High-Performance Dental Adhesives Containing an Ether-Based Monomer

S. Yamauchi, X. Wang, H. Egusa, J. Sun

Research output: Contribution to journalArticlepeer-review

11 Citations (Scopus)


Dental adhesives are vital for the success of dental restorations. The objective of this study is to make strong and durable dental adhesives that are free from 2 symbolic methacrylate-based dental resins—2-bis[4-(2-hydroxy-3-methacryl-oxypropoxy)-phenyl]-propane (Bis-GMA) and 2-hydroxyethyl-methacrylate (HEMA)—and have equivalent/improved bonding strength and durability. We formulated, prepared, and evaluated 2 dental adhesives using mixtures of a hydrolytically stable ether-based monomer, triethylene glycol divinylbenzyl ether (TEG-DVBE), with urethane dimethacrylate (UDMA) or pyromellitic glycerol dimethacrylate. These adhesives were composed of equimolar ester-/ether-based vinyl functional groups. They were compared with Bis-GMA/HEMA-based commercial and experimental dental adhesives in terms of shear bond strength and microtensile bond strength (µTBS) to human dentin and the µTBS bond stability under extended thermocycling challenges. In addition, the resins’ infiltration to dentin tubules, mechanical performance, and chemical properties were assessed by scanning electron microscopy, ISO standard flexural strength and modulus measurements, contact angle measurements, and water sorption/solubility measurements. The hybrid TEG-DVBE-containing dental adhesives generated equivalent shear bond strength and µTBS in comparison with the controls. Significantly, these adhesives outperformed the controls after being challenged by 10,000 thermocycles between 5 °C and 55 °C. Water contact angle measurements suggested that the hybrid dental adhesives were relatively more hydrophobic than the Bis-GMA/HEMA controls. However, both TEG-DVBE-containing adhesives developed more and deeper resin tags in dentin tubules and formed thicker hybrid layers at the composite-dentin interface. Furthermore, the water solubility of UDMA/TEG-DVBE resins was reduced approximately 89% in comparison with the Bis-GMA/HEMA controls. The relatively hydrophobic adhesives that achieved equivalent/enhanced bonding performance suggest great potentials in developing dental restoration with extended service life. Furthermore, the TEG-DVBE-containing materials may find wider dental applications and broader utility in medical device development.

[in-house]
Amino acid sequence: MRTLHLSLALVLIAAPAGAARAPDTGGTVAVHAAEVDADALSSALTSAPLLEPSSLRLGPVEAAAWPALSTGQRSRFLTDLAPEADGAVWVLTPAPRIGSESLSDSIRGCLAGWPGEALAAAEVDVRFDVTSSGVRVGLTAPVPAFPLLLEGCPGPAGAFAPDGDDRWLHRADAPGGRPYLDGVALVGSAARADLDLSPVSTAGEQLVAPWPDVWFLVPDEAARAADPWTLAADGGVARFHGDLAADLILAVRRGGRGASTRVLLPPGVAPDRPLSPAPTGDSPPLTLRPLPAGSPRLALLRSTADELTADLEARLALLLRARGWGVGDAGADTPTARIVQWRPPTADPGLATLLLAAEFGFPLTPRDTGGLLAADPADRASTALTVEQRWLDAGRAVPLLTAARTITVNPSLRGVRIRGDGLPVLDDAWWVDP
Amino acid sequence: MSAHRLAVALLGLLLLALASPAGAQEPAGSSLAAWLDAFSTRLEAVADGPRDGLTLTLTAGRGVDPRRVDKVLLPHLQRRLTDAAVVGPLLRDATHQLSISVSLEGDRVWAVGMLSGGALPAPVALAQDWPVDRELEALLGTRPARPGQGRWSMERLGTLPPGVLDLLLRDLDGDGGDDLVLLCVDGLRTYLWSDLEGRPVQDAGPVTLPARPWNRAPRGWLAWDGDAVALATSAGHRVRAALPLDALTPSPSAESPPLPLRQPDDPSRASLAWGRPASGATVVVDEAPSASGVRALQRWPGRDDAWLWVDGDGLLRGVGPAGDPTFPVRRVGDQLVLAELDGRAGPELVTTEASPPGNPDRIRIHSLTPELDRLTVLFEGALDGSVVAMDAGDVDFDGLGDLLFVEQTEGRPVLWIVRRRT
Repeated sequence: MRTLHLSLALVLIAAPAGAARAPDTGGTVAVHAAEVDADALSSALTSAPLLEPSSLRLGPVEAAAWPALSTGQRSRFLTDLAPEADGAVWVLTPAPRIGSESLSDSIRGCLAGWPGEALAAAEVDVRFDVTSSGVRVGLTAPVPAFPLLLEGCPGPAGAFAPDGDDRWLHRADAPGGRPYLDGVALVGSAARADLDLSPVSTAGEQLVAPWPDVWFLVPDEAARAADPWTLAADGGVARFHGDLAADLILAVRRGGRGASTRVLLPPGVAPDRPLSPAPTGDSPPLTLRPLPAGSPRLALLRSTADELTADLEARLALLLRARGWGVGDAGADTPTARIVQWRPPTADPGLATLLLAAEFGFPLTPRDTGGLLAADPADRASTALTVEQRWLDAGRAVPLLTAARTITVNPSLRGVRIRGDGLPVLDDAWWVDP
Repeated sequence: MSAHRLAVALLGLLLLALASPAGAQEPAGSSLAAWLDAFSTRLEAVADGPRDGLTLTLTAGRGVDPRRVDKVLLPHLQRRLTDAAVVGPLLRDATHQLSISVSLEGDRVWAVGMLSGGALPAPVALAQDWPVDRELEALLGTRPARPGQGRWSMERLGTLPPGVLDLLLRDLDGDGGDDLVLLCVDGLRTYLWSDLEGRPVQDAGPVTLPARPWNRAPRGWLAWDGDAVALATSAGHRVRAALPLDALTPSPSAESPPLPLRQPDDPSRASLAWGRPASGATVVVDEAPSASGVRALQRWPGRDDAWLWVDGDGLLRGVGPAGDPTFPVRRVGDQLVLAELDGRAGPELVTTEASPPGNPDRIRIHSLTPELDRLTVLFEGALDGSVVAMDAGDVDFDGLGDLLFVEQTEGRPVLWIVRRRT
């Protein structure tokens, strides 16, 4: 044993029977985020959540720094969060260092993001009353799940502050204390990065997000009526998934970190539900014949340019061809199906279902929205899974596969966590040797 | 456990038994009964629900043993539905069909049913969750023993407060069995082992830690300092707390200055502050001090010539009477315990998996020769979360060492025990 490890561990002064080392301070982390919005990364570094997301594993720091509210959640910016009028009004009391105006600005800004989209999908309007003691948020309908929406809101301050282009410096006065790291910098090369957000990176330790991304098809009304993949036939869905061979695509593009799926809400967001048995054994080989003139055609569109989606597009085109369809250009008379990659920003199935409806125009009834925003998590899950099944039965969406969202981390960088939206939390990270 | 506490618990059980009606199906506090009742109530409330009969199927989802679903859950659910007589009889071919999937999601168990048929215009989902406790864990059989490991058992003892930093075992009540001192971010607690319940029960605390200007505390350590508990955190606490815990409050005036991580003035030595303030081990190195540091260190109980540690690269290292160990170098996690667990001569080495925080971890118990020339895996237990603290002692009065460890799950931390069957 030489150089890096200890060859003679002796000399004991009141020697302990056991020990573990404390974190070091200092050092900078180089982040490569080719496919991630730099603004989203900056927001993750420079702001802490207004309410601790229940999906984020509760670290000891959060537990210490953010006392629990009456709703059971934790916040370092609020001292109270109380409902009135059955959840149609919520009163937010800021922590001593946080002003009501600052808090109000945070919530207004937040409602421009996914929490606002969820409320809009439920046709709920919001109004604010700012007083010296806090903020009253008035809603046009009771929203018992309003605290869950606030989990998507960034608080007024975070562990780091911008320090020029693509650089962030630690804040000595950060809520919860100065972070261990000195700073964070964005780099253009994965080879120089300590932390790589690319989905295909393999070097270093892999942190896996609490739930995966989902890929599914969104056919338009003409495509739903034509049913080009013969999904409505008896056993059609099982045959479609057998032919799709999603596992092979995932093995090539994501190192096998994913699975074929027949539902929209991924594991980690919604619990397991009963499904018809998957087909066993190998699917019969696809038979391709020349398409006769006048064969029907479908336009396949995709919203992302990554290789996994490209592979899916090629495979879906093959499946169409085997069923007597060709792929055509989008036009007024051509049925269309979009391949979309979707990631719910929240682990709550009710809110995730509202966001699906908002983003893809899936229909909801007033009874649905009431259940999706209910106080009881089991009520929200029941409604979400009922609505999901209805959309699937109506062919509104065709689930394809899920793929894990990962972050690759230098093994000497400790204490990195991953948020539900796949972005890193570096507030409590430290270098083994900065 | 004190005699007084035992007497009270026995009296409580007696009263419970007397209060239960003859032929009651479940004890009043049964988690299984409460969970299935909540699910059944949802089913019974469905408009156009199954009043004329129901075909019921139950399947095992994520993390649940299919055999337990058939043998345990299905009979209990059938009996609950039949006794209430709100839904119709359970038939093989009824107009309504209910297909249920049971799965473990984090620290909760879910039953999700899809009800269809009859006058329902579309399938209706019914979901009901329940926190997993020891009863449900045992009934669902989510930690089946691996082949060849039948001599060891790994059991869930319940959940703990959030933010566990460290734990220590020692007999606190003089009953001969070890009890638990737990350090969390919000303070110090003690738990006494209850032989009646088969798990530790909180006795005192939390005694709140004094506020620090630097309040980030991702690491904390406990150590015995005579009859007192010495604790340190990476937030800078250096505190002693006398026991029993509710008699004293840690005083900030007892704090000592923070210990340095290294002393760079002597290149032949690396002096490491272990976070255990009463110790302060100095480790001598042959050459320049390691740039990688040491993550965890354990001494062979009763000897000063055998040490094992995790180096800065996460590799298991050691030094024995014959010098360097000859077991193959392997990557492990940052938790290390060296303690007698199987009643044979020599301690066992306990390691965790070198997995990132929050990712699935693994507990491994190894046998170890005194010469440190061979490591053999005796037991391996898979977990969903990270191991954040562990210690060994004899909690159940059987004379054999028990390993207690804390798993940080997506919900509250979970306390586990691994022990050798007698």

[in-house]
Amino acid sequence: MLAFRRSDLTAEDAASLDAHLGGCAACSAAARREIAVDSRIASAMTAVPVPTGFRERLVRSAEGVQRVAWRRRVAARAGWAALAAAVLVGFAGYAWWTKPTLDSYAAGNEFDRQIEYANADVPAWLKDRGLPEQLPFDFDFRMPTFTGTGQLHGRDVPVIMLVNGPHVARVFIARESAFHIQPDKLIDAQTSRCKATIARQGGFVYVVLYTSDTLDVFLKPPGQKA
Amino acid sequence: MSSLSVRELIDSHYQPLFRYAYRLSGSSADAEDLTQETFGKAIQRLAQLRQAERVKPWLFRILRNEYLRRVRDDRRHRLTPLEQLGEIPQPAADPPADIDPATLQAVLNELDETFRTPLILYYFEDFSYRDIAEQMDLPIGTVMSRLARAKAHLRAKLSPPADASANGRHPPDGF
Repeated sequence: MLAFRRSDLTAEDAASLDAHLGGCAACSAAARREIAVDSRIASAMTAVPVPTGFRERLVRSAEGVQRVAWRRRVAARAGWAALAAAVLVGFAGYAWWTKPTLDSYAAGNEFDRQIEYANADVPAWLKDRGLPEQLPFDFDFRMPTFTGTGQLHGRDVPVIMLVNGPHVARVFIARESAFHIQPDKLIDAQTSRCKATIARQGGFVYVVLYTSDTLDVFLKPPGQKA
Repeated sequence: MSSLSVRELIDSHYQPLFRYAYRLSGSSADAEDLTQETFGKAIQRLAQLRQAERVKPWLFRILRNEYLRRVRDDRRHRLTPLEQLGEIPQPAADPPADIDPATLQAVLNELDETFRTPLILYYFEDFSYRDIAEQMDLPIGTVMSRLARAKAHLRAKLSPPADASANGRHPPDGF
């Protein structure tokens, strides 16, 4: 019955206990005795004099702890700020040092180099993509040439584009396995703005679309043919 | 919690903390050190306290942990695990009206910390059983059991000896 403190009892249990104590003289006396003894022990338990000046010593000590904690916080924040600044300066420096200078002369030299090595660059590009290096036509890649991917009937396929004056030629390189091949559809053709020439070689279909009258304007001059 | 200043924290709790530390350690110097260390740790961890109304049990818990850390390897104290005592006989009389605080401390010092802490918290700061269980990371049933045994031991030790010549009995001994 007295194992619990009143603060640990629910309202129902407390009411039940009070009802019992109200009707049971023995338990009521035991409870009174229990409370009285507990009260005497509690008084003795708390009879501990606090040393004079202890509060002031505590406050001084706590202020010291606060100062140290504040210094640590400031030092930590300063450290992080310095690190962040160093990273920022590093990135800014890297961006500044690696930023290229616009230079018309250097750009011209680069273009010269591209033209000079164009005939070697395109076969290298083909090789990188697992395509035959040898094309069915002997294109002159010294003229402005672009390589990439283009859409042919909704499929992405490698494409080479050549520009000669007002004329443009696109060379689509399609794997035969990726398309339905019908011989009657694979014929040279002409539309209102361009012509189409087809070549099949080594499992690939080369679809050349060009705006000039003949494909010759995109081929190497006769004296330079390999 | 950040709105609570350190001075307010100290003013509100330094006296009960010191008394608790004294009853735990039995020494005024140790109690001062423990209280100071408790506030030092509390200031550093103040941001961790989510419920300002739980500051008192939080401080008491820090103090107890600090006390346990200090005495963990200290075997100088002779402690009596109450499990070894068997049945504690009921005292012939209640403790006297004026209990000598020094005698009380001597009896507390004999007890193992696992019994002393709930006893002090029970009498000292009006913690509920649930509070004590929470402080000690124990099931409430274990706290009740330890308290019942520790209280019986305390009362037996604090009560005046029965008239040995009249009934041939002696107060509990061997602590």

Original languageEnglish
Pages (from-to)189-195
Number of pages7
JournalJournal of Dental Research
Issue number2
Publication statusPublished - 2020 Feb 1


  • bonding agent
  • dental restoration
  • dentin infiltration
  • ether-based resin
  • medical device
  • tensile bond strength


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